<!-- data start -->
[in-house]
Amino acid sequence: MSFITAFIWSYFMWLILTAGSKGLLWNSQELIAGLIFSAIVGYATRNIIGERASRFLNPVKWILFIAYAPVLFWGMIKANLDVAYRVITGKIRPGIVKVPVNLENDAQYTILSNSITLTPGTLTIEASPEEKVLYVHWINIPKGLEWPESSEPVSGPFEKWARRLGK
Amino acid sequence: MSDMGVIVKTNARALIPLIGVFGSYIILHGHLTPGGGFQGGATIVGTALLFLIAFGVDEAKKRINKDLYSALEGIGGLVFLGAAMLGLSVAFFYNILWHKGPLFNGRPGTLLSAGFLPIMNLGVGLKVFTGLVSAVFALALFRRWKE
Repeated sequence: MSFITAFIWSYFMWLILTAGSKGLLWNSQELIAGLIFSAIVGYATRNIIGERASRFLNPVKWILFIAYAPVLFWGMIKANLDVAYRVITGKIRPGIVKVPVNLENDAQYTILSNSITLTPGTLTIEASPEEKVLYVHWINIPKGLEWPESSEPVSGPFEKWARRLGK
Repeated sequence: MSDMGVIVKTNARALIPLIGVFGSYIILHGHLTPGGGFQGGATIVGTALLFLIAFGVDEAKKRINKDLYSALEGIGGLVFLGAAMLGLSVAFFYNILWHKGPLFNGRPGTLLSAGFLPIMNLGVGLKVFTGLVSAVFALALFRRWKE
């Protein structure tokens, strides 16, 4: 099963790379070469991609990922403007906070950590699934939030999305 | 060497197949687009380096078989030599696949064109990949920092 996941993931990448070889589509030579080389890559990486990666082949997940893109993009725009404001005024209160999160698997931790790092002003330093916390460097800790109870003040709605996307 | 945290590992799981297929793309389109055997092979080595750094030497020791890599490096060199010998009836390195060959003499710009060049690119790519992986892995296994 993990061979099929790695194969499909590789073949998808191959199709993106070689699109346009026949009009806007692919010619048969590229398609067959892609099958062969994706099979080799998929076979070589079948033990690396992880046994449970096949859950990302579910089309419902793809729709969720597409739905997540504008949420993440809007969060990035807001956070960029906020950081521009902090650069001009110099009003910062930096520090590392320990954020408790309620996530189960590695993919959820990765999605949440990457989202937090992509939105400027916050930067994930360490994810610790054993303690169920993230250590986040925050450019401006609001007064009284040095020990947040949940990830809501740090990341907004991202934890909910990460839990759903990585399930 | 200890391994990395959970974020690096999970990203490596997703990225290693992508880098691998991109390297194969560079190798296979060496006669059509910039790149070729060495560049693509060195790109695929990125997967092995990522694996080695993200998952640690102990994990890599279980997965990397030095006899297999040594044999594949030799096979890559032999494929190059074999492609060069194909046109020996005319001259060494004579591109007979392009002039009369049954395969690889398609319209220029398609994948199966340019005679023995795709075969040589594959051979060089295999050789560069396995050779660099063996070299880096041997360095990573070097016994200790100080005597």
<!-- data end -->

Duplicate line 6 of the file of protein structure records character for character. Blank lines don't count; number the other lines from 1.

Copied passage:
């Protein structure tokens, strides 16, 4: 099963790379070469991609990922403007906070950590699934939030999305 | 060497197949687009380096078989030599696949064109990949920092 996941993931990448070889589509030579080389890559990486990666082949997940893109993009725009404001005024209160999160698997931790790092002003330093916390460097800790109870003040709605996307 | 945290590992799981297929793309389109055997092979080595750094030497020791890599490096060199010998009836390195060959003499710009060049690119790519992986892995296994 993990061979099929790695194969499909590789073949998808191959199709993106070689699109346009026949009009806007692919010619048969590229398609067959892609099958062969994706099979080799998929076979070589079948033990690396992880046994449970096949859950990302579910089309419902793809729709969720597409739905997540504008949420993440809007969060990035807001956070960029906020950081521009902090650069001009110099009003910062930096520090590392320990954020408790309620996530189960590695993919959820990765999605949440990457989202937090992509939105400027916050930067994930360490994810610790054993303690169920993230250590986040925050450019401006609001007064009284040095020990947040949940990830809501740090990341907004991202934890909910990460839990759903990585399930 | 200890391994990395959970974020690096999970990203490596997703990225290693992508880098691998991109390297194969560079190798296979060496006669059509910039790149070729060495560049693509060195790109695929990125997967092995990522694996080695993200998952640690102990994990890599279980997965990397030095006899297999040594044999594949030799096979890559032999494929190059074999492609060069194909046109020996005319001259060494004579591109007979392009002039009369049954395969690889398609319209220029398609994948199966340019005679023995795709075969040589594959051979060089295999050789560069396995050779660099063996070299880096041997360095990573070097016994200790100080005597």